Brazil’s Budget Deficit Continues to Worsen

According to the latest reading, Brazil’s budget deficit for the 12 months through October 2015 was 0.7% of GDP.

David Ashworth - Author

Dec. 7 2015, Published 10:24 a.m. ET

uploads///Brazils Primary Budget Deficit As A Percentage of GDP

What’s a budget deficit?

A budget balance is a snapshot of the financial health of a government. It’s the difference between total receipts and total expenditure of a government in a year. If receipts equal expenditure, the budget is said to be balanced. If receipts exceed expenditure, there’s a surplus, and if expenditure exceeds receipts, there’s a deficit.

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Brazil’s budget balance

Brazil’s primary budget balance was in a surplus equivalent to 2.1% of GDP (gross domestic product) in 2011. However, it reduced for two successive years and became negative in 2014. According to the latest reading, Brazil’s budget deficit for the 12 months through October 2015 was 0.7% of GDP.

The primary budget deficit rose to 11.5 billion Brazilian real in October, the worst on record. In contrast, the balance was in a surplus of 3.7 billion real just a year ago in October 2014.

An indebted nation

The Brazilian government’s net debt, which excludes net debt of banks and public enterprises, was equivalent to 36.3% of GDP, compared to 34.7% at the end of 2014. Meanwhile, the government’s gross debt was equivalent to 66.1% of GDP, compared to 58.9% at the end of 2014.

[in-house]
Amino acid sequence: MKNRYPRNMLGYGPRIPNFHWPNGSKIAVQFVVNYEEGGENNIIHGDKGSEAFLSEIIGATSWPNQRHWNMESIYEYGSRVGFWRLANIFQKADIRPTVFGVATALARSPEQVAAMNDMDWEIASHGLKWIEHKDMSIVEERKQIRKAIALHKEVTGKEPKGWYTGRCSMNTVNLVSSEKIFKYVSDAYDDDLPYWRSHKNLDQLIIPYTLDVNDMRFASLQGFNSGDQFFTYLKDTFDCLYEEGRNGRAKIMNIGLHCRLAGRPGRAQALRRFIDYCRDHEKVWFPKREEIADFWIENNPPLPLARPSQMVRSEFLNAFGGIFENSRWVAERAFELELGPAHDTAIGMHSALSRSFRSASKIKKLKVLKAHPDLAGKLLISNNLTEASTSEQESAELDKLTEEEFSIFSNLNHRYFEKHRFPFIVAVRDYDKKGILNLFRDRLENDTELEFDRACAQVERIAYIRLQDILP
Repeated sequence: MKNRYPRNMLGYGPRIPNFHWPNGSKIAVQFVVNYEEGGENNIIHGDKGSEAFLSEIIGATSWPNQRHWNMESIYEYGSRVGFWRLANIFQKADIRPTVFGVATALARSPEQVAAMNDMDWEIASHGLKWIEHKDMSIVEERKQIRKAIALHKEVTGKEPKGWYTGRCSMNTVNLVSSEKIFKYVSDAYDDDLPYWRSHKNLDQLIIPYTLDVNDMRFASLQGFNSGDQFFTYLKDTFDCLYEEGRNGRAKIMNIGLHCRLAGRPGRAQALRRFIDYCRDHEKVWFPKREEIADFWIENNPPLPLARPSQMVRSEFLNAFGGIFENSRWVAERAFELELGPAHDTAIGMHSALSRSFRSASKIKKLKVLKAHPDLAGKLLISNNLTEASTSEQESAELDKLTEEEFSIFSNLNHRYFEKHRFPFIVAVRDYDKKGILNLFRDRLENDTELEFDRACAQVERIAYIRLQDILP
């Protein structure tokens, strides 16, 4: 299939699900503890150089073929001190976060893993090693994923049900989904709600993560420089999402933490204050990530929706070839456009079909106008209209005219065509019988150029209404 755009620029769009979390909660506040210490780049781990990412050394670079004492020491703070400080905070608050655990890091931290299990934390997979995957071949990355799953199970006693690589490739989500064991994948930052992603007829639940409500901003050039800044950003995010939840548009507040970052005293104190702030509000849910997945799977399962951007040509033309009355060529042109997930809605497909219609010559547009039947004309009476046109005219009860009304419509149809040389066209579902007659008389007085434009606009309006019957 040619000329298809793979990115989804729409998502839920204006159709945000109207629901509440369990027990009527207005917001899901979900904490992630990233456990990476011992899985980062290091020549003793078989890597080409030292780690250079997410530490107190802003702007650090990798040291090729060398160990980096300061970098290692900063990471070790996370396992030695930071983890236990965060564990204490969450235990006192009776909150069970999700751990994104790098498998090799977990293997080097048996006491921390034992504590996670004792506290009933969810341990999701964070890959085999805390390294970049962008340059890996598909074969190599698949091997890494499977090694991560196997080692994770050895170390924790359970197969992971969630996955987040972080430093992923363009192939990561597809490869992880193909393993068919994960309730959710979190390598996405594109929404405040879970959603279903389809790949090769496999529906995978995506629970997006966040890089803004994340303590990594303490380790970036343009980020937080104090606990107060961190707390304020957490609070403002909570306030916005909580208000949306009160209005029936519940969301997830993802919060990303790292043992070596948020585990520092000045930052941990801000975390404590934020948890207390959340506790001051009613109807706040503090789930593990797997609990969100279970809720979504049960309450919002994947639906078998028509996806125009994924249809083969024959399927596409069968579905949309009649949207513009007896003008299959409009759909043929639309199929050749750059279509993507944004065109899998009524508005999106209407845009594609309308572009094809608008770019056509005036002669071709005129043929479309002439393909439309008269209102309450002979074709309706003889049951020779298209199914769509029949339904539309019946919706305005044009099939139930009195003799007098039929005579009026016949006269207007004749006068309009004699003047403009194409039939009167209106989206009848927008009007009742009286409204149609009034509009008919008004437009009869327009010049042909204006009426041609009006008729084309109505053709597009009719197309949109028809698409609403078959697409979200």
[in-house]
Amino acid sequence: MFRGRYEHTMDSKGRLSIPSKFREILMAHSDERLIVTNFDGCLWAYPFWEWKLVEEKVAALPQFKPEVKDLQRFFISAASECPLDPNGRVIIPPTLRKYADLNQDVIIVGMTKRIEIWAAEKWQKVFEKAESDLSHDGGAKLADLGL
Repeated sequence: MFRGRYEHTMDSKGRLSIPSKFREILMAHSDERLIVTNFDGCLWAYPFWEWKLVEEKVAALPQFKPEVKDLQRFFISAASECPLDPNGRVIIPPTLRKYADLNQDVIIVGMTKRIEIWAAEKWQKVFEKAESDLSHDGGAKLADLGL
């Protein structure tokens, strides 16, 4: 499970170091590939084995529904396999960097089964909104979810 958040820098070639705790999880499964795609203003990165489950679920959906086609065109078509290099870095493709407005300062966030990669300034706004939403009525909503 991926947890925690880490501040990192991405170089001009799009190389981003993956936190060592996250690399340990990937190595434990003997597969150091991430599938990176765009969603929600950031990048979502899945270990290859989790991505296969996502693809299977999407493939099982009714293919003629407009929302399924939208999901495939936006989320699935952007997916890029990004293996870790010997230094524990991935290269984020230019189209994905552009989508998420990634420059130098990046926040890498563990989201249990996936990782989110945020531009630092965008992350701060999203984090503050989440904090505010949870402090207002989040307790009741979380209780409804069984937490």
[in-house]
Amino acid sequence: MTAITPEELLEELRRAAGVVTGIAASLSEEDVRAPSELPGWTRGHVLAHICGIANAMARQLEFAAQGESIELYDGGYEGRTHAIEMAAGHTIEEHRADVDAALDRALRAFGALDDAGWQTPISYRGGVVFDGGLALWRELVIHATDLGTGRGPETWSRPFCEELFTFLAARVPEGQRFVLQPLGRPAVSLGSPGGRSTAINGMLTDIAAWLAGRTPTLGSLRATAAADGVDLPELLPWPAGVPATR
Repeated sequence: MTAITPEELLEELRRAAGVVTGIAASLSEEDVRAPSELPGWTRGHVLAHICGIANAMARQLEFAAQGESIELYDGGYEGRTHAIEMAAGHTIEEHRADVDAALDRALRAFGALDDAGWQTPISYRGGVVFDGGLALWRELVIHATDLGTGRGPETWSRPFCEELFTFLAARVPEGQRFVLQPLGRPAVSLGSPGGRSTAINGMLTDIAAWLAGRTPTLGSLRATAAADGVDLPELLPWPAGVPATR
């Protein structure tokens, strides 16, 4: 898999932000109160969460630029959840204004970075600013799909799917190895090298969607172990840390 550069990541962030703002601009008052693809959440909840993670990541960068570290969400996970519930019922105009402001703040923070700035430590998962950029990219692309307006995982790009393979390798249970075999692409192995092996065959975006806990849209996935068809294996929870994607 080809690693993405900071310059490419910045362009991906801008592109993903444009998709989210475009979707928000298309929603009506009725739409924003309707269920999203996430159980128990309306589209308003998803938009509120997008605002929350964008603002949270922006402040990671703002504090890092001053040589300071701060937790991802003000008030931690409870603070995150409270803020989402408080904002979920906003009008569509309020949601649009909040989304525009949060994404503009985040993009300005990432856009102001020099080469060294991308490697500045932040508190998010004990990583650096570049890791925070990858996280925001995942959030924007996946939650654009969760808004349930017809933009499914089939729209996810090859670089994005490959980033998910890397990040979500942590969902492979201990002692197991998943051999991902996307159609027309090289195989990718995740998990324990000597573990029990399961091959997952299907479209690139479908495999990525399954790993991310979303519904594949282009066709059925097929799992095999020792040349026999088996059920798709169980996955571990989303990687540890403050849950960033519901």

Though this may not seem as high as debt in Japan, debt servicing is a big issue. Remember that Brazil is in stagflation, which means low economic growth and high inflation, while Japan is experiencing deflation.

To counter inflation, interest rates have been kept high in Brazil, while in Japan they remain at a very low level. The money market interest rate in Brazil is over 14% annually.

Impact on investors

Generally, broad government finance indicators do not impact investments. However, Brazil’s case is different. The macroeconomic picture has seriously hurt investor sentiment.

For investors looking to invest in the region via the mutual fund route through funds such as the Aberdeen Latin American Equity A (ALEAX), which is invested in Embotelladora Andina (AKO.A), Banco Santander-Chile (BSAC), Tenaris (TS), and Bancolombia (CIB) among others, this is not the best time. Bottom-up stock selection will begin to show results when there is some semblance of political and economic stability.

Speaking of economic stability, let’s see how the country’s economic growth is doing in the next article.


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